Bangladesh: women’s aquaculture assets built faster through groups

Bangladesh: fish ponds. Photo: Bread for the World, USAID

Rigorous studies on the effects of introduced fish pond and vegetable technologies in Bangladesh show that “..women’s assets increase more relative to men’s when technologies are disseminated through women’s groups”, indicating that the gendered outcomes of new technologies depend on how they are introduced. This and related studies are reported in papers in the latest edition of the Journal of Development Effectiveness (http://www.informaworld.com/smpp/title~db=all~content=g938482929) and in a publication of the International Food Policy Research Institute.

Author’s (Agnes Quisumbing, IFPRI) address: a.quisumbing@cgiar.org

Photo: http://www.flickr.com/photos/breadfortheworld/3963781730/

The following IFPRI paper also relates to the same Bangladesh research and is available for free download: Evaluating the long-term impact of antipoverty interventions in Bangladesh: An overview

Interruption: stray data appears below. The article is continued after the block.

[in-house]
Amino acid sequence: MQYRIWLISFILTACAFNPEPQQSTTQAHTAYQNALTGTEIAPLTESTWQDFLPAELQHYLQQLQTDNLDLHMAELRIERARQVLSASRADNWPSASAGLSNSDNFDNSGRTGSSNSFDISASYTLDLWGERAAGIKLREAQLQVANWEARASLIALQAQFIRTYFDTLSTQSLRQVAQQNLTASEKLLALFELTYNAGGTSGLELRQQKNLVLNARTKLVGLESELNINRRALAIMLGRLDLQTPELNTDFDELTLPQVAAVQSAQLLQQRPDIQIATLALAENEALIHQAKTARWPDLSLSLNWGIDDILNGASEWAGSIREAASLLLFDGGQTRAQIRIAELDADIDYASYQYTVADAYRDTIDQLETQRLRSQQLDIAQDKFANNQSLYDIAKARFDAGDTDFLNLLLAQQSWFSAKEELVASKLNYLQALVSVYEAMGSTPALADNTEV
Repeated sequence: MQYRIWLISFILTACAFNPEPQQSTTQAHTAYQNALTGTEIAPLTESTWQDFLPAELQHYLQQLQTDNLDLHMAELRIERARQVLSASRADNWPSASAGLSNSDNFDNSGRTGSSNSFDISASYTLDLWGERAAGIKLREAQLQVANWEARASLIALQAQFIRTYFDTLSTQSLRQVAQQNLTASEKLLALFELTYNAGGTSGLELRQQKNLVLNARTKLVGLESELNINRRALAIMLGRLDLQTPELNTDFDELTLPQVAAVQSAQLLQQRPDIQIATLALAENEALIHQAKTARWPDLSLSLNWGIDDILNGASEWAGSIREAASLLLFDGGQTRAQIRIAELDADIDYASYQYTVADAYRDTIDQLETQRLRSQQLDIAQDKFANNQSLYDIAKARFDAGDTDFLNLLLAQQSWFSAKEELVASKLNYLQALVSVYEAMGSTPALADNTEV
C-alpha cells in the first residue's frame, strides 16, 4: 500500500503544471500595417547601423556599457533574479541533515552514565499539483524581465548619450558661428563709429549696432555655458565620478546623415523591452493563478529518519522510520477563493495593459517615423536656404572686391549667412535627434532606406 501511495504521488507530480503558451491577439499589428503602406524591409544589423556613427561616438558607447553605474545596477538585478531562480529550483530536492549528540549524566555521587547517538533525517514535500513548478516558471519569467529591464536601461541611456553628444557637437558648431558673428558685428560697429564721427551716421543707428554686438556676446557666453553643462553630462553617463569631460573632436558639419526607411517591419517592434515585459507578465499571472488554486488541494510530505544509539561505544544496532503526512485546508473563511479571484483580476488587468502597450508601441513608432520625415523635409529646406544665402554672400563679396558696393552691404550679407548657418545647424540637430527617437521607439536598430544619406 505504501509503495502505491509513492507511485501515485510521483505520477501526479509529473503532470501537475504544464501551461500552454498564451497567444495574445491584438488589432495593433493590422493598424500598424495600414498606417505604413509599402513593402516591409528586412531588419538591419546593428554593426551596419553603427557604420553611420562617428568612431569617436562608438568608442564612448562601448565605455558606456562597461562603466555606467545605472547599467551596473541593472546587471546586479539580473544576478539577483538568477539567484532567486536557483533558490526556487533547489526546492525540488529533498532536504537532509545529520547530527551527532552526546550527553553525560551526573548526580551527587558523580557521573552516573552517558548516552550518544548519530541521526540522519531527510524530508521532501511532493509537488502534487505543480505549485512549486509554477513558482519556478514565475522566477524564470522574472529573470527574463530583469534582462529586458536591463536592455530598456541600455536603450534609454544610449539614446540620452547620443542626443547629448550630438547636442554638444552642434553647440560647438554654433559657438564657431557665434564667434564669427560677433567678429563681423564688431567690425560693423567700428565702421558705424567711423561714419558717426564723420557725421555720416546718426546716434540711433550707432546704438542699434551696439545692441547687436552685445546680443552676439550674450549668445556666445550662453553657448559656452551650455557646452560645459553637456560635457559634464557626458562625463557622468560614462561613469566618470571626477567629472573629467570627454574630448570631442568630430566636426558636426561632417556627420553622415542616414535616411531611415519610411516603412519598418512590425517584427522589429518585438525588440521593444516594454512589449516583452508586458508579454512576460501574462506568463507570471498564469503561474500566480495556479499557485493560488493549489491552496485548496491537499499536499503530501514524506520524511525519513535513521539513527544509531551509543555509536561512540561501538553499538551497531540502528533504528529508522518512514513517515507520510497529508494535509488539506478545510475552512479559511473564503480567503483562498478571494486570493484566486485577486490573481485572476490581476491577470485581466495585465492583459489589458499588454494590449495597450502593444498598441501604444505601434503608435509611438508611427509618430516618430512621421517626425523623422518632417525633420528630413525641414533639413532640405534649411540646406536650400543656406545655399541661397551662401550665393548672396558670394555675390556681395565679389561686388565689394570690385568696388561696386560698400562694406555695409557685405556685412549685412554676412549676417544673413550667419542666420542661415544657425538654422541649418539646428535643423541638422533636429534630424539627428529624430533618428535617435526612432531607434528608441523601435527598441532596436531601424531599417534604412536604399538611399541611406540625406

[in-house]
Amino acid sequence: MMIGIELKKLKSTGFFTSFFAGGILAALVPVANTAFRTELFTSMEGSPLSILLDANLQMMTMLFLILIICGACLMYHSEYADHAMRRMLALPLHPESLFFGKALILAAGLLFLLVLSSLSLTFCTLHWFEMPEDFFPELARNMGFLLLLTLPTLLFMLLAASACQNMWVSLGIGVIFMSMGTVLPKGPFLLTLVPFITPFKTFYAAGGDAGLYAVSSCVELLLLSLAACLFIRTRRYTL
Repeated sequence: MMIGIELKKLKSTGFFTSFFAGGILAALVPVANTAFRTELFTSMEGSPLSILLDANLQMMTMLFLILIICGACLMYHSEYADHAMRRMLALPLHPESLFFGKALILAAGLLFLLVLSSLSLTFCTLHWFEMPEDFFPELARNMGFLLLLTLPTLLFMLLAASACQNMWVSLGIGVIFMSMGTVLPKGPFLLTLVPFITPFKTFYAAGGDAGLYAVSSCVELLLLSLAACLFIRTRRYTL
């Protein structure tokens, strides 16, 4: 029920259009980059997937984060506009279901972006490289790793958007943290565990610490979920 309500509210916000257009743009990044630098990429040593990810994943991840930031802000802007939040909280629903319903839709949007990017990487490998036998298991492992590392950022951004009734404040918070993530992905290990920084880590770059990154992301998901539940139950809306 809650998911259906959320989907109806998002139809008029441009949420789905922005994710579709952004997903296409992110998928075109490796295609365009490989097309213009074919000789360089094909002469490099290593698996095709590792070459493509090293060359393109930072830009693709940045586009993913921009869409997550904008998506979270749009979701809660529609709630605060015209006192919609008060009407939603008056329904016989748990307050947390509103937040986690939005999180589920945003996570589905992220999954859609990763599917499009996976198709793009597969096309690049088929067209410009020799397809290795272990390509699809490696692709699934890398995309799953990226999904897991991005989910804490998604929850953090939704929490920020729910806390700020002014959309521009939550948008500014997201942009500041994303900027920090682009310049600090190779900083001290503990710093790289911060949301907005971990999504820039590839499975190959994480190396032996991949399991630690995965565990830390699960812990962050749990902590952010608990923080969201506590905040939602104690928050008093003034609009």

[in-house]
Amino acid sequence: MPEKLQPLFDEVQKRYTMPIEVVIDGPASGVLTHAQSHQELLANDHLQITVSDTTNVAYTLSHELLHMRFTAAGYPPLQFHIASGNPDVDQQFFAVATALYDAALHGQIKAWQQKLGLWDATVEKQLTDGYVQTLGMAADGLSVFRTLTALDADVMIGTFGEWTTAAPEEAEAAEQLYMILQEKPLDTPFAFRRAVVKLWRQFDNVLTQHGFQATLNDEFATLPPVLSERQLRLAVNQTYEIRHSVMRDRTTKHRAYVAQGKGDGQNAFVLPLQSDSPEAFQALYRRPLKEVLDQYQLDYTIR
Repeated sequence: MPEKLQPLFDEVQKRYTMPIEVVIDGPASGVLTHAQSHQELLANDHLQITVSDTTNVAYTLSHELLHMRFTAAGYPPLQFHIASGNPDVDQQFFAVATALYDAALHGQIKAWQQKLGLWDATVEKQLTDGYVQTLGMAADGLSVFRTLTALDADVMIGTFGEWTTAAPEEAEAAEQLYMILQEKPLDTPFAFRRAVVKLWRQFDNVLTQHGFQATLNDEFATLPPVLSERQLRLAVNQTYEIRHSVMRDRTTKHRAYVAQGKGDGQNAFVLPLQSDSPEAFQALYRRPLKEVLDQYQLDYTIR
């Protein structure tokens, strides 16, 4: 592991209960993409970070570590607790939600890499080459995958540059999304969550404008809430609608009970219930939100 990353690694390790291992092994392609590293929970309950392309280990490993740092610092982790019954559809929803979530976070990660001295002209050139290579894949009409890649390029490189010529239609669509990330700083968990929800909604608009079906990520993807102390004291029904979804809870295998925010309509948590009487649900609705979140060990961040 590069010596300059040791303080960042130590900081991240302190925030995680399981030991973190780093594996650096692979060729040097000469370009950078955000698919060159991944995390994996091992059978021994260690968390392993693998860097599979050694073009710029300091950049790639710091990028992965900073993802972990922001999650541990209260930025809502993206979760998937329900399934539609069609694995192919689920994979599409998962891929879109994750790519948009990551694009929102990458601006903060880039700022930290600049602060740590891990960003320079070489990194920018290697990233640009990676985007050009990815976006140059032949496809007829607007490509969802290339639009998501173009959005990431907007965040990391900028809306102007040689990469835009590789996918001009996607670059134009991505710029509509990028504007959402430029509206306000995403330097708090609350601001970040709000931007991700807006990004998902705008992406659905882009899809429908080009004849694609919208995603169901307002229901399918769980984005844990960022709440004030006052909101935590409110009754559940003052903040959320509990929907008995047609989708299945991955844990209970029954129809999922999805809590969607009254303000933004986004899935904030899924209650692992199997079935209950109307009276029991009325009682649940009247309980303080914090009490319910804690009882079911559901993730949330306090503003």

This is an overview of research on the impact of “three antipoverty interventions in Bangladesh—the introduction of new agricultural technologies, educational transfers, and microfinance—on monetary and nonmonetary measures of well-being. This paper begins by setting out the conceptual framework, methodology, and empirical methods used for the evaluation of long-term impacts. It discusses the context of the evaluations and the longitudinal data used. Key findings from the individual papers are then presented, followed by an indicative analysis of the cost-effectiveness of these interventions. The overview concludes with implications for programs and policy.”

Authors: Quisumbing, Agnes R., Baulch, Bob, Kumar, Neha

Download at: http://dx.doi.org/10.1080/19439342.2011.570447 or

http://www.ifpri.org/sites/default/files/publications/ifpridp01077.pdf

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